The same settings and programmes can be used on the machines, which can also be used with an anal probe for the treatment of faecal incontinence.
The stimulation cannot be restricted to one muscle group, and the mucosal tissue has different electrical characteristics, therefore anal stimulation is less comfortable than vaginal.
You should always consult your physician before starting treatment.
Faecal incontinence can be the result of weakened or poorly functioning anal sphincter muscles or damage to the nerves controlling them. The purpose is to re-educate the anal sphincter and other muscles of the pelvic floor to contract.
The treatments aim to progress towards graduated active exercises, in order to improve pelvic floor muscle strength and endurance and to regain function.
You may benefit from Pelvic Floor Exercisers if you either have no active anal sphincter contraction, or a weak or poorly sustained contraction.
Use the STRESS or TONE programmes.
Intensity should be as strong as possible without being painful. When possible, try to contract the muscles at the same time as the Pelvic Floor Exerciser.
Post Prostatectomy Urinary Incontinence
Electrical stimulation has been found to help urinary incontinence in men after radical prostatectomy in some trials.
Use the same programmes as for vaginal stimulation.
Increase intensity in Stress, Mixed, or Tone programmes to the highest tolerable.
Can Pelvic Floor Exercises benefit men too?
The benefits of pelvic floor exercises for women, particularly after childbirth, are well established. However these simple exercises are also very valuable for men following prostatectomy (the removal of the prostate due to a diagnosis of cancer). During the first few weeks after a prostatectomy, almost all patients experience some urinary incontinence.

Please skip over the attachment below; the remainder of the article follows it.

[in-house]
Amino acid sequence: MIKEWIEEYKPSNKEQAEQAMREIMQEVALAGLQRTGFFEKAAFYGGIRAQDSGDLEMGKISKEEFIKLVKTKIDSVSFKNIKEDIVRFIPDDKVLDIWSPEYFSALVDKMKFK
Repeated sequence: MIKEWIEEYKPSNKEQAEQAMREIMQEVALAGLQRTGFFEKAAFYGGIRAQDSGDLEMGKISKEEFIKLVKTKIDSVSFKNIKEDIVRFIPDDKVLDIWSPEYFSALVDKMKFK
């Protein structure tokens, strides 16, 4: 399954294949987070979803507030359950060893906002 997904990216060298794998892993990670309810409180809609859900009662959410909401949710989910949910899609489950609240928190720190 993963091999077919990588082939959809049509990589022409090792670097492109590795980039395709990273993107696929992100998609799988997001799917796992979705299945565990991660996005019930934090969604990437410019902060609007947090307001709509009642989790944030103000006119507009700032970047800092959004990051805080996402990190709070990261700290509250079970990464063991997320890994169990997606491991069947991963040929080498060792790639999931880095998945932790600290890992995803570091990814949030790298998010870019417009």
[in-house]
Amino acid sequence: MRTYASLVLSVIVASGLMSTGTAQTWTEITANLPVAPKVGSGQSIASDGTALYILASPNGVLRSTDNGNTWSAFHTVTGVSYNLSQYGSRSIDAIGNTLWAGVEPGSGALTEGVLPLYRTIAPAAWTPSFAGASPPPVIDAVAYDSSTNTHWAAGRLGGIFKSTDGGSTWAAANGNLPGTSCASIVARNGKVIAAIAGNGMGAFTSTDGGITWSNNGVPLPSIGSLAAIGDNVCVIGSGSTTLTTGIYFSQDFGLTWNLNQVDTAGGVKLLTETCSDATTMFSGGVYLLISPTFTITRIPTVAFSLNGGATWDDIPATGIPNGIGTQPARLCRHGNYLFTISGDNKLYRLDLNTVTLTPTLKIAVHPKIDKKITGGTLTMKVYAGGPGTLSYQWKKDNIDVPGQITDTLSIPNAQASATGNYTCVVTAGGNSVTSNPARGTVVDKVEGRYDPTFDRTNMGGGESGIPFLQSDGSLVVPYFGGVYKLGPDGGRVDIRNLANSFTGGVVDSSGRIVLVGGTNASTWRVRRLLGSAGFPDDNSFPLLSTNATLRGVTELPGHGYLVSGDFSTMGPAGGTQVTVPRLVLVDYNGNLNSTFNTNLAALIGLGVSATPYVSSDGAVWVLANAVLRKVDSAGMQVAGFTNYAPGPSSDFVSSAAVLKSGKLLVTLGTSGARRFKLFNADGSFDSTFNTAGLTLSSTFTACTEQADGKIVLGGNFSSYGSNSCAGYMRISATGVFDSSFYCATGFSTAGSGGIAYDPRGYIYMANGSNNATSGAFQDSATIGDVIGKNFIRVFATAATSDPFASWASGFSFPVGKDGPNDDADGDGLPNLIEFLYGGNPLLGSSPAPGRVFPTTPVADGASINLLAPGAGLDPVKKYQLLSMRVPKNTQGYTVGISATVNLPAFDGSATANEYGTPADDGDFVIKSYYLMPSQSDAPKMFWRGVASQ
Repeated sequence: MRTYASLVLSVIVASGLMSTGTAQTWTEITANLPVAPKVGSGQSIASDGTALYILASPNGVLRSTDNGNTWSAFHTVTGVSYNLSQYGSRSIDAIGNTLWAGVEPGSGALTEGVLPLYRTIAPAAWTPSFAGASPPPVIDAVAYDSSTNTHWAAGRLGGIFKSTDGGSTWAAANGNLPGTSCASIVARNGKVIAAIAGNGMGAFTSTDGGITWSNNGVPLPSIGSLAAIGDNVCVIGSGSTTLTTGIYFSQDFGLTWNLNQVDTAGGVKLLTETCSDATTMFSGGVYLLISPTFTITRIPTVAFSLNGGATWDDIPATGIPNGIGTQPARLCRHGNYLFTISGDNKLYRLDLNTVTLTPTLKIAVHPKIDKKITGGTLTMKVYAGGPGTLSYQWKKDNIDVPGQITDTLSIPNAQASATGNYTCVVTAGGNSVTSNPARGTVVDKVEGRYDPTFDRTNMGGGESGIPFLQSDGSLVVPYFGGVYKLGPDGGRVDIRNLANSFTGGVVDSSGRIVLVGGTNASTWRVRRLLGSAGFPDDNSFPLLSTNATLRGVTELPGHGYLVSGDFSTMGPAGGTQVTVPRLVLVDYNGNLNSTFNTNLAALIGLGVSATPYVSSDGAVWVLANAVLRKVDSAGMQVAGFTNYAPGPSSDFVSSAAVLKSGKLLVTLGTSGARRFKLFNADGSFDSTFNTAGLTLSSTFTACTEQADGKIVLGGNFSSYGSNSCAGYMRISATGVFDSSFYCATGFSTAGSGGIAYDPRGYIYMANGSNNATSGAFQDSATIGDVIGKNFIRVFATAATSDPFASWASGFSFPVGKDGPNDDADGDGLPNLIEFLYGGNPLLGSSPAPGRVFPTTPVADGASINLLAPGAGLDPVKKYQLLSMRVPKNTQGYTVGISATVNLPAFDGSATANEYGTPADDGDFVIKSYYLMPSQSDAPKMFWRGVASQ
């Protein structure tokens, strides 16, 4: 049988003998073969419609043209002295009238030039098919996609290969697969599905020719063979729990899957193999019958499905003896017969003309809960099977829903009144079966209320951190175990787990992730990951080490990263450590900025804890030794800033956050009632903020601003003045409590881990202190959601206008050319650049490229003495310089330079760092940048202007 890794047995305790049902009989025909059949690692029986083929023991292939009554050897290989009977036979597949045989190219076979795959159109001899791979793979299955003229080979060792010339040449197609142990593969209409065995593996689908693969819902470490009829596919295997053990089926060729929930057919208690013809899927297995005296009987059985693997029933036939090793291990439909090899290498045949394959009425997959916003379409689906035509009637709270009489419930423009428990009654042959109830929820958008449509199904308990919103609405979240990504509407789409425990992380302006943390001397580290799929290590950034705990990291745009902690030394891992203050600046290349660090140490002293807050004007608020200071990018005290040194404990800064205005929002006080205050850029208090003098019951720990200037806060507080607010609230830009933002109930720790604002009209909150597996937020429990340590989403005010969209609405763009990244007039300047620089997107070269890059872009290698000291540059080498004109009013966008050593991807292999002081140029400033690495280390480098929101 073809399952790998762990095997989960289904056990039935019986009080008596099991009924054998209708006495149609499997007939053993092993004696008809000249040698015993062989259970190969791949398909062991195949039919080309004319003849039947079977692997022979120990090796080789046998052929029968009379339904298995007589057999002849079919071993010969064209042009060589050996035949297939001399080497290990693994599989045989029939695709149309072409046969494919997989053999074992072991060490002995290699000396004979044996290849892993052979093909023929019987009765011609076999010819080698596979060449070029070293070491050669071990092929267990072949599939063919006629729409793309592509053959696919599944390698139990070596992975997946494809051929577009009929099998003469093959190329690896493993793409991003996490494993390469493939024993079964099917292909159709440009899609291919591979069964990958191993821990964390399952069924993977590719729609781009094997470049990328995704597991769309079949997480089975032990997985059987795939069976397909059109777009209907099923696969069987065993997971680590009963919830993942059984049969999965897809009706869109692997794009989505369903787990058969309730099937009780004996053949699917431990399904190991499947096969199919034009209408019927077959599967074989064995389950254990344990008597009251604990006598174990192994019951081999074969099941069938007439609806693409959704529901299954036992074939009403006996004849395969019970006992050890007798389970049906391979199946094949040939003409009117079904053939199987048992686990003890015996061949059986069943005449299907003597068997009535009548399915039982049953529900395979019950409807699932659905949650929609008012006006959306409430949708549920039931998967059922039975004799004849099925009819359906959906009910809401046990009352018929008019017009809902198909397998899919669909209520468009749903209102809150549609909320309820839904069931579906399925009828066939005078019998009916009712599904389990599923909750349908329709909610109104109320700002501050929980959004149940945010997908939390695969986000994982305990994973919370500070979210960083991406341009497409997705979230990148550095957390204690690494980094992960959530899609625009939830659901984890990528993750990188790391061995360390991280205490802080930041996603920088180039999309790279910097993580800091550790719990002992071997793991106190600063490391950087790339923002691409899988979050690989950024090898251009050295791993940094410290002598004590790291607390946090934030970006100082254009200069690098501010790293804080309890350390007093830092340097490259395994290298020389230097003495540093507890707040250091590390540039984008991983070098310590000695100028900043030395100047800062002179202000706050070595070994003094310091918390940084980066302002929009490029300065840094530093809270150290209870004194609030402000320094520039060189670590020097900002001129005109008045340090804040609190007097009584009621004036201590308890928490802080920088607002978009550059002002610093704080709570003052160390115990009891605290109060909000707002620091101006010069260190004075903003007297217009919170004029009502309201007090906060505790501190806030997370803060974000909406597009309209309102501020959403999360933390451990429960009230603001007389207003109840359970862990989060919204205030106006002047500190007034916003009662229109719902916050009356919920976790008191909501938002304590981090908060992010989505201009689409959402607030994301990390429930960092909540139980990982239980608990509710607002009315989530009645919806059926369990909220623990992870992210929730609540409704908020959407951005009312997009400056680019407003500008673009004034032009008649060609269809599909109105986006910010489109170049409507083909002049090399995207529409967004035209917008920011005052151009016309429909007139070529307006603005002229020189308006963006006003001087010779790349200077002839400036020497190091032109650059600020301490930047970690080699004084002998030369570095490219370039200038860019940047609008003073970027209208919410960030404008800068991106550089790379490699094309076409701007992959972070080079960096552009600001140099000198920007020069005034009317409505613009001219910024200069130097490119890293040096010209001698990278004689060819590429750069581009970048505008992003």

This is because removing the prostate disturbs the area between the bladder and urethra, which carries urine out of the body. During surgery, the bladder is pulled down to join the urethra and in so doing, restoring continuity. The bladder neck muscle (internal sphincter) is sometimes also weakened during surgery.
Consequently, before surgery men had three layers holding back urine – the internal sphincter muscle, the prostate lobes and an external sphincter muscle. After surgery, there is only one layer – the external sphincter.
This means that the single barrier needs to work very well. Therefore, pelvic floor exercises which strengthen these muscles can be very effective in the recovery of continence. A study following men through the first year after prostatectomy found pelvic floor exercises are effective in terms of reducing incontinence.
The type of incontinence experienced by men in the first three months after a prostatectomy is typically mild leaking. But this can be very distressing for patients as they recover from surgery and want to return to normal life. Even when incontinence is mild, men are understandably uncomfortable about having to wear pads to work, for example.